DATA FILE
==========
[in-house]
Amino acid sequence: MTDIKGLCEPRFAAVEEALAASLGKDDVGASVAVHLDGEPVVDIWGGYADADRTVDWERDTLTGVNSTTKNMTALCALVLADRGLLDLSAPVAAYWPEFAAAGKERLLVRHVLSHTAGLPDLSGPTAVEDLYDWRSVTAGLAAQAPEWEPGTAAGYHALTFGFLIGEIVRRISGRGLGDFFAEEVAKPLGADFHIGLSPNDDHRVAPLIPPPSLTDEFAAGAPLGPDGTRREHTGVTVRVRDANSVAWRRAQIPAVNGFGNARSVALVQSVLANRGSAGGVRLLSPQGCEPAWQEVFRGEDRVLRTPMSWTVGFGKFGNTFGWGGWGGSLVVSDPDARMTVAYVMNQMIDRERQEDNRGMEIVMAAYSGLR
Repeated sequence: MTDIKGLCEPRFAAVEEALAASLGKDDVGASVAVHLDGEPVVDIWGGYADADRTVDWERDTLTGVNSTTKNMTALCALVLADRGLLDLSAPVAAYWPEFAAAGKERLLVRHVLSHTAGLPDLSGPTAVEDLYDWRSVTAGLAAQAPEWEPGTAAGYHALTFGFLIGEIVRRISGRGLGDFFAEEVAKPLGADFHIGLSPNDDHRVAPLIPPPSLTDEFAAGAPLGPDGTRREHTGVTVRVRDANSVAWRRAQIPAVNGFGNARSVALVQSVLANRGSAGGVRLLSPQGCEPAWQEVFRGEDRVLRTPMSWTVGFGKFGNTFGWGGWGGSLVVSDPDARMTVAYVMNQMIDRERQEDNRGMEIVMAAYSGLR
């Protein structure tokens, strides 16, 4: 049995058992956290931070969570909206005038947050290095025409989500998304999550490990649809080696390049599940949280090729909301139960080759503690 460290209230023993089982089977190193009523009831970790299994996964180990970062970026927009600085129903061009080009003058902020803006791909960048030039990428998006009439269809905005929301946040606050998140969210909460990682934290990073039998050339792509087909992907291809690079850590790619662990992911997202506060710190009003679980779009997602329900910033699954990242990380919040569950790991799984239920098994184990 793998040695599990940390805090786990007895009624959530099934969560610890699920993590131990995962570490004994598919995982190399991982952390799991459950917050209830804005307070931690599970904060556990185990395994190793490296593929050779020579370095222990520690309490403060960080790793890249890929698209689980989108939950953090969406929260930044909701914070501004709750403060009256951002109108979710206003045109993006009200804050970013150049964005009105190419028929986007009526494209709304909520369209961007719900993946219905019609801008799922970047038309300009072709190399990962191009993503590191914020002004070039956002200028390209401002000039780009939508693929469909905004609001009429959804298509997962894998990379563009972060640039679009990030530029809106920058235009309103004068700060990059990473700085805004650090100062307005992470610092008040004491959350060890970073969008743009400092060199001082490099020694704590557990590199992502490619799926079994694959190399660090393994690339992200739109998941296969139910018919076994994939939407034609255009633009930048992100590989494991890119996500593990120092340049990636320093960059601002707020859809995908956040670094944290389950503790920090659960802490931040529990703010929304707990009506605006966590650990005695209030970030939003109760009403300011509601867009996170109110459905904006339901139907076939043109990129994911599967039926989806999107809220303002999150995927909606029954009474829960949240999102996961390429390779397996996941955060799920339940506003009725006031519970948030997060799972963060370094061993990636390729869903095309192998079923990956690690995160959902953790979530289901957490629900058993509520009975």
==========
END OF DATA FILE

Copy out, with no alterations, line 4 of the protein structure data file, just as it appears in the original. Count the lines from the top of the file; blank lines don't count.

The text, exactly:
């Protein structure tokens, strides 16, 4: 049995058992956290931070969570909206005038947050290095025409989500998304999550490990649809080696390049599940949280090729909301139960080759503690 460290209230023993089982089977190193009523009831970790299994996964180990970062970026927009600085129903061009080009003058902020803006791909960048030039990428998006009439269809905005929301946040606050998140969210909460990682934290990073039998050339792509087909992907291809690079850590790619662990992911997202506060710190009003679980779009997602329900910033699954990242990380919040569950790991799984239920098994184990 793998040695599990940390805090786990007895009624959530099934969560610890699920993590131990995962570490004994598919995982190399991982952390799991459950917050209830804005307070931690599970904060556990185990395994190793490296593929050779020579370095222990520690309490403060960080790793890249890929698209689980989108939950953090969406929260930044909701914070501004709750403060009256951002109108979710206003045109993006009200804050970013150049964005009105190419028929986007009526494209709304909520369209961007719900993946219905019609801008799922970047038309300009072709190399990962191009993503590191914020002004070039956002200028390209401002000039780009939508693929469909905004609001009429959804298509997962894998990379563009972060640039679009990030530029809106920058235009309103004068700060990059990473700085805004650090100062307005992470610092008040004491959350060890970073969008743009400092060199001082490099020694704590557990590199992502490619799926079994694959190399660090393994690339992200739109998941296969139910018919076994994939939407034609255009633009930048992100590989494991890119996500593990120092340049990636320093960059601002707020859809995908956040670094944290389950503790920090659960802490931040529990703010929304707990009506605006966590650990005695209030970030939003109760009403300011509601867009996170109110459905904006339901139907076939043109990129994911599967039926989806999107809220303002999150995927909606029954009474829960949240999102996961390429390779397996996941955060799920339940506003009725006031519970948030997060799972963060370094061993990636390729869903095309192998079923990956690690995160959902953790979530289901957490629900058993509520009975």